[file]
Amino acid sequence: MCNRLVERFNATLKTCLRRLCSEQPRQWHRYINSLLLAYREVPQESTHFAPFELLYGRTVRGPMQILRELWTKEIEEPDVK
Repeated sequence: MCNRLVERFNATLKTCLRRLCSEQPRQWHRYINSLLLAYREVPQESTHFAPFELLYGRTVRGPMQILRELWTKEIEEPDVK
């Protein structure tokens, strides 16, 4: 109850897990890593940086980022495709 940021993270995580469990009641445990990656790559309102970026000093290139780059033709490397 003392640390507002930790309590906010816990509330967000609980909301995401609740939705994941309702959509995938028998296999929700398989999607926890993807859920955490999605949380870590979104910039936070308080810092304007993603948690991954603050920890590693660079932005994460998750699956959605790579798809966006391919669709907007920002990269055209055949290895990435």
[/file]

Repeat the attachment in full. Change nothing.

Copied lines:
Amino acid sequence: MCNRLVERFNATLKTCLRRLCSEQPRQWHRYINSLLLAYREVPQESTHFAPFELLYGRTVRGPMQILRELWTKEIEEPDVK
Repeated sequence: MCNRLVERFNATLKTCLRRLCSEQPRQWHRYINSLLLAYREVPQESTHFAPFELLYGRTVRGPMQILRELWTKEIEEPDVK
């Protein structure tokens, strides 16, 4: 109850897990890593940086980022495709 940021993270995580469990009641445990990656790559309102970026000093290139780059033709490397 003392640390507002930790309590906010816990509330967000609980909301995401609740939705994941309702959509995938028998296999929700398989999607926890993807859920955490999605949380870590979104910039936070308080810092304007993603948690991954603050920890590693660079932005994460998750699956959605790579798809966006391919669709907007920002990269055209055949290895990435």